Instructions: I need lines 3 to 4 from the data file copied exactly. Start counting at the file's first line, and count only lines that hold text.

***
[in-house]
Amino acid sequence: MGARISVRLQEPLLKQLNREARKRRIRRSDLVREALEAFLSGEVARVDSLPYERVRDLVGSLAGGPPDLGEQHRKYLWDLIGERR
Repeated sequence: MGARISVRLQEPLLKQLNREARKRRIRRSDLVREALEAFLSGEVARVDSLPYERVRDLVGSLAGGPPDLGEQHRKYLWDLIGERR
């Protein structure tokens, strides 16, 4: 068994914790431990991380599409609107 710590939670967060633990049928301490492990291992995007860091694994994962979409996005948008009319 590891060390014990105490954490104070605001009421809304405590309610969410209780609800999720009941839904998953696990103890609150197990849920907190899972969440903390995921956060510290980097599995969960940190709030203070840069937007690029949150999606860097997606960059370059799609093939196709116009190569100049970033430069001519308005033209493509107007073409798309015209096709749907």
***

Repeated sequence: MGARISVRLQEPLLKQLNREARKRRIRRSDLVREALEAFLSGEVARVDSLPYERVRDLVGSLAGGPPDLGEQHRKYLWDLIGERR
């Protein structure tokens, strides 16, 4: 068994914790431990991380599409609107 710590939670967060633990049928301490492990291992995007860091694994994962979409996005948008009319 590891060390014990105490954490104070605001009421809304405590309610969410209780609800999720009941839904998953696990103890609150197990849920907190899972969440903390995921956060510290980097599995969960940190709030203070840069937007690029949150999606860097997606960059370059799609093939196709116009190569100049970033430069001519308005033209493509107007073409798309015209096709749907």